This article suggests an integrative novel perspective on obesity with special emphasis on a subgroup of obese population with a very low muscle mass. Such obesity might be very hard to resolve on adulthood and thus earliest characterization is crucial. Data of 1,003 Israeli fifth graders is analyzed and relations between obesity and their height indeed show that taller children (especially girls) are more likely to lack muscles and be obese. The approach presented here will hopefully contribute to the current perspective of biological issues integrating the core with the plasticity of metabolic networks [17].
Negotiations with muscles
Experiments with animals have shown that even the expression of a genetic predisposition to high physical performance strongly depends upon the environment experienced early in life. Fully fed lizards experienced a marked reversal of performance within only one month after birth [18]. The lizards take advantage of the excess food and save muscles activity. On the other hand, mice pups whose mothers had received 30% less energy during pregnancy were born underweight. These pups experience the normal increase in blood leptin a week earlier than usual, and when they receive a high-fat diet they gain weight faster than their counterparts born to normally-fed mothers [19]. These results indicate the ease with which fat is favored over muscle in the animal kingdom. The same trends of energy savings (less muscle, more fat) under deprivation were also observed in humans. Babies who were conceived during the Dutch famine of 1944–1945 showed higher rates of obesity at age 19 and age 50 than the rates of those conceived before or after that challenging period [20]. This suggests that babies who receive poor nutrition in the womb, ‘expect’ to face food shortages after birth as well, and their metabolism is programmed to be especially thrifty with the calories they receive. When such individuals eat the rich diets typical of today's developed countries, they quickly become overweight.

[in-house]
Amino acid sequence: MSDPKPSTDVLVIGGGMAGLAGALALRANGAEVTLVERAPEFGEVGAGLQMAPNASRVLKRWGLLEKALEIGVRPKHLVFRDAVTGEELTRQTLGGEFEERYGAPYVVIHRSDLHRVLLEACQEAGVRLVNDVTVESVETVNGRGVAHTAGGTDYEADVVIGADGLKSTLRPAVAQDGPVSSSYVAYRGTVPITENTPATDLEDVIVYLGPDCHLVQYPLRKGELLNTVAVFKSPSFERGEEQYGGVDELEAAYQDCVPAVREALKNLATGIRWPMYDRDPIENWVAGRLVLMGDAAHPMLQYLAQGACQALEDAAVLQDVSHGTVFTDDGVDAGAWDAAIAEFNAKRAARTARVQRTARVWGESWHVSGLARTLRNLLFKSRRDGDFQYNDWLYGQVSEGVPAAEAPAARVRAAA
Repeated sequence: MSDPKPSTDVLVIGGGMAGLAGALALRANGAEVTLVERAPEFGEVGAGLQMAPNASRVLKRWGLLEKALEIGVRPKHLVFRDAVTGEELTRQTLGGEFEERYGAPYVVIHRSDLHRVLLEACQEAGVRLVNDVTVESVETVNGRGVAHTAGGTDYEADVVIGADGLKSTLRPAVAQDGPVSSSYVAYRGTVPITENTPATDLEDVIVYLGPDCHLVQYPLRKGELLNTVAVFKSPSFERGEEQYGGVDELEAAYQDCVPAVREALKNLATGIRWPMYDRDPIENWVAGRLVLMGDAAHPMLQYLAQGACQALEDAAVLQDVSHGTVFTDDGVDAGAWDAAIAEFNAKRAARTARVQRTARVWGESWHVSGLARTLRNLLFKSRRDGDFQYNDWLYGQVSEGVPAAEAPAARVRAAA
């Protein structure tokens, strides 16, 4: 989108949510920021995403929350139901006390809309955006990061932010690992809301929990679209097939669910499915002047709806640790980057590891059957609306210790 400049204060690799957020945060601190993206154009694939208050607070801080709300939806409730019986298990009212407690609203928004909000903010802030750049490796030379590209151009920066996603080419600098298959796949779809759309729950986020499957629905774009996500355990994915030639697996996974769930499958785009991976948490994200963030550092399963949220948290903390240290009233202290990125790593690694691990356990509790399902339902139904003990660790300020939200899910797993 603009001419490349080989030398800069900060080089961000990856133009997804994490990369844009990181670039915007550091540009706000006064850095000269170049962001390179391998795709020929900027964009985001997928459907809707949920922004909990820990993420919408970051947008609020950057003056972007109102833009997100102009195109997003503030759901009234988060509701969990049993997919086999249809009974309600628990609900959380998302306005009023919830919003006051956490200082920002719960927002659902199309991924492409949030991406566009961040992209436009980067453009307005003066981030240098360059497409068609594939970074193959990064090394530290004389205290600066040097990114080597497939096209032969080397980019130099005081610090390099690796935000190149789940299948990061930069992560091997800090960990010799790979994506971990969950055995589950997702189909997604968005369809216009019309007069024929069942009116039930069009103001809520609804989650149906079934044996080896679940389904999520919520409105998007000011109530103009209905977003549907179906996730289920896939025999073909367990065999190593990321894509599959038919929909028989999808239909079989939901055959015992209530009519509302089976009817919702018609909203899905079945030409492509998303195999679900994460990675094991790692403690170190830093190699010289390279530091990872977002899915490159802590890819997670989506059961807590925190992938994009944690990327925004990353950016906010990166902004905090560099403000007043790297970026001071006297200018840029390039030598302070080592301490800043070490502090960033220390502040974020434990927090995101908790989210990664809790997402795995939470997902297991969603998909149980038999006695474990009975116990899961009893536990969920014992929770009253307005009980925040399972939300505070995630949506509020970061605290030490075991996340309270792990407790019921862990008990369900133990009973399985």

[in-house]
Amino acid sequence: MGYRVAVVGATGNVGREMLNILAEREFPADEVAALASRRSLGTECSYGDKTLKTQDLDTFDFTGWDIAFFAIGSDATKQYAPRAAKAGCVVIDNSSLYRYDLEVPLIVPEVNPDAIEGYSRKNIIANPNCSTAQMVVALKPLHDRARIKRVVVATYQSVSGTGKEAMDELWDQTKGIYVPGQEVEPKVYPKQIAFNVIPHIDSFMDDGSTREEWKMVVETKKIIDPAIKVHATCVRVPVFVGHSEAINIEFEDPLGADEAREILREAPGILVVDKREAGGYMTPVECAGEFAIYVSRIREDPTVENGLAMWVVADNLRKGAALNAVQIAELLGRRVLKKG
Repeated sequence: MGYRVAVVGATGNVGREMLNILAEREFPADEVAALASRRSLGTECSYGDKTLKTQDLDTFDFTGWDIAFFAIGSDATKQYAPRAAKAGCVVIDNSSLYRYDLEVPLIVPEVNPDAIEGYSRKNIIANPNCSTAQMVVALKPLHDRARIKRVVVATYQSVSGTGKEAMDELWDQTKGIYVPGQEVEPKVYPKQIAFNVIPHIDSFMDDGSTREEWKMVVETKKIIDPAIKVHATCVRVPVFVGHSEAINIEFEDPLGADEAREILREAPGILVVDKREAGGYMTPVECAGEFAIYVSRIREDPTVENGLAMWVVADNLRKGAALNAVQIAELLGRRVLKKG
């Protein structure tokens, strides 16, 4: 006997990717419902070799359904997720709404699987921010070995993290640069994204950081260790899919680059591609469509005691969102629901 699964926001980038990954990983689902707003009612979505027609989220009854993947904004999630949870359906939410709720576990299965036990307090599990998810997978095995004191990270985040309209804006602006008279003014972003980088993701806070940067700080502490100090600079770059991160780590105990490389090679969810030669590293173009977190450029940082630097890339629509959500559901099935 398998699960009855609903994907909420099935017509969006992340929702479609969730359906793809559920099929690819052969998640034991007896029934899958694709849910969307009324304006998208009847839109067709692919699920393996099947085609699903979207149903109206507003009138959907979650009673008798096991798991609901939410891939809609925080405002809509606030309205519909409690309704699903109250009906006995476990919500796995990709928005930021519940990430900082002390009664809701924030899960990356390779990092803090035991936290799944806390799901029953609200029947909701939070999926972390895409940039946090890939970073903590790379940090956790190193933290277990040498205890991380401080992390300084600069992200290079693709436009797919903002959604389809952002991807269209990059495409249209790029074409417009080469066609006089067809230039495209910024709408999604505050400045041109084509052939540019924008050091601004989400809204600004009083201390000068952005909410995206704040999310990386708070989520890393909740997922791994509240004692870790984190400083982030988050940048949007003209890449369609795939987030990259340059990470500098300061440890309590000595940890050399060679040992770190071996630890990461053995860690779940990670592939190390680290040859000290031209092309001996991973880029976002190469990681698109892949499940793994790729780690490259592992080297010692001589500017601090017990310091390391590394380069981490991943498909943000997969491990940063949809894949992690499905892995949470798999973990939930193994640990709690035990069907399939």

This obesity, which is part of natural developmental plasticity [21], will become inevitable and dramatically accentuated in the case of an inborn muscle deficiency, characterizing the Low Muscle Mass (LMM) special group. LMM definition is only generally referred to at this stage, before specific and of course more data on morbid obesity are evaluated. The relative decrease in muscle tissue is probably gradual in the population but there is a critical muscle mass below which irreversible obesity is expected.
Obesity in affluent Western societies is not necessarily obvious in less affluent environments [22]; it is related to food abundance. LMM physiology can also explain the obesity paradox where, under certain conditions fatter subjects are healthier [23, 24] or, why after age 70 obesity is not related to mortality [15, 25]. As mentioned above, saving muscle energy may benefit other functions like health or longevity. In spite of some of the potential benefits of LMM in non-affluent societies, in our plentiful society it is associated, like other types of obesity, with grave multiple health problems [26]. In addition, LMM might present an additional tough complication: it may not be resolved with physical activity like other obesity genres, as initially there is not enough muscle tissue with which to work out. LMM may result in morbid obesity where even surgical treatment [27], the more problematic solution, might not suffice. Prevention, important in all obesity types, is thus vital in the LMM group. As attempting to lessen the consequences of LMM is very difficult at adulthood, it becomes crucial to identify this malady at childhood, when prevention can be more effective.